It is late, and I must have done. Mrs. H. talks of setting out for Shrewsbury to-morrow, with our daughter and youngest son. The latter has the whooping-cough, and is getting teeth. We join in love to you and Mrs. Belknap.

I have lately been, as a commissioner, to West Point, to

appraise the land there which Congress are about purchasing. I am, dear sir,

Yours affectionately,



NEW YORK, August 23, 1790.

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MY DEAR SIR, It was as much as ever I could do to keep my gravity" yesterday. You must know I was walking across the end of Pearl Street, with one of my neighbours, who is a sensible Connecticut man; has read a great deal, to good advantage; has attended particularly to American publications; and has written some himself. I happened to remark, "This is the oldest street in the city." "Yes," said he, "Nic. Frog chose to keep near Fort." This led to a conversation about something relating to Nic. Frog, which we both had seen in a magazine. My neighbour said it was written by F. Hopkinson, of Philadelphia. I doubted it. He said we had no writer in America who could do it but him, and he was so sure of his being the author that he would not be afraid to lay his life on it. I replied that I would not be afraid to take up the bet in this case, for I could not see F. H. in the piece, and I thought I knew his style. He asked immediately, "Do you know the writer?" This was a home-stroke; but I parried it by saying I had my suspicions about him, and was rather inclined to think the piece came from New England. From my reply and the manner of it, I believe he thought I suspected him; and he said there were no writers in New England who could be the author. The most likely were Trumbull, Dr. Hopkins, and one or two more; but it was neither of them. I singled out Trumbull as a man well calculated for the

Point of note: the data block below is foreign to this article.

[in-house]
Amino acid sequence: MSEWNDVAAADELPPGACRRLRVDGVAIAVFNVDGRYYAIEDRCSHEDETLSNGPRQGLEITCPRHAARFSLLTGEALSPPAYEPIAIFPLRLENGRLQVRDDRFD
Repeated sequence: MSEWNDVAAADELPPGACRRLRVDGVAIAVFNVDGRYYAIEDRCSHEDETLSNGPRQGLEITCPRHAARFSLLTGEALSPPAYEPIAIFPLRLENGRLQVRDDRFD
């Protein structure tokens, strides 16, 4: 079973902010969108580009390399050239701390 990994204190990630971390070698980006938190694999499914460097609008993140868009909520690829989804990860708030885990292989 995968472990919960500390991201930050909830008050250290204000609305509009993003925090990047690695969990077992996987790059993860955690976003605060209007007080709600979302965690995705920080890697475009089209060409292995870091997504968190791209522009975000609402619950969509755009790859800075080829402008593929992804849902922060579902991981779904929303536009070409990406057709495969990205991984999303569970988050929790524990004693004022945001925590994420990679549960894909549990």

*This refers to "The Foresters," written by Dr. Belknap, and first published in the Columbian Magazine. -EDS.

author; but he said, "It was not he, it was Francis Hopkinson," and we dropped that subject of conversation, as disputants generally do, each enjoying his own opinion. You may easily conceive how I enjoyed this scene. If angels do not pity our infirmities, I suppose they must often have similar enjoyment when they see the innocent errors into which we fall through ignorance, and the honest zeal with which we vindicate them. Have you